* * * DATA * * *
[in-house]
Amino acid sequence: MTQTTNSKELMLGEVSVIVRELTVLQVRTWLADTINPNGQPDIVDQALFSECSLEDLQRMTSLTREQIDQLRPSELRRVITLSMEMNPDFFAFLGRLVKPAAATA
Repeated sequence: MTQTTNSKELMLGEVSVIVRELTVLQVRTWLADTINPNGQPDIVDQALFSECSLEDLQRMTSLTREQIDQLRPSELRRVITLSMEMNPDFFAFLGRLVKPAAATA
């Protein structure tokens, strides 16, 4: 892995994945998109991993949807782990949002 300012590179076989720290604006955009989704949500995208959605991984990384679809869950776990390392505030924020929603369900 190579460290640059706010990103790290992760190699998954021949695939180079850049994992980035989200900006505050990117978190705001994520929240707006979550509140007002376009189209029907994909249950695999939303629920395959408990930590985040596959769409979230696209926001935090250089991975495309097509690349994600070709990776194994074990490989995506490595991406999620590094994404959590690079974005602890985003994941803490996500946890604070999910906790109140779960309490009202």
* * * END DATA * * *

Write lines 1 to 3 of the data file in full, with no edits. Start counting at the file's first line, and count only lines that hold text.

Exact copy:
[in-house]
Amino acid sequence: MTQTTNSKELMLGEVSVIVRELTVLQVRTWLADTINPNGQPDIVDQALFSECSLEDLQRMTSLTREQIDQLRPSELRRVITLSMEMNPDFFAFLGRLVKPAAATA
Repeated sequence: MTQTTNSKELMLGEVSVIVRELTVLQVRTWLADTINPNGQPDIVDQALFSECSLEDLQRMTSLTREQIDQLRPSELRRVITLSMEMNPDFFAFLGRLVKPAAATA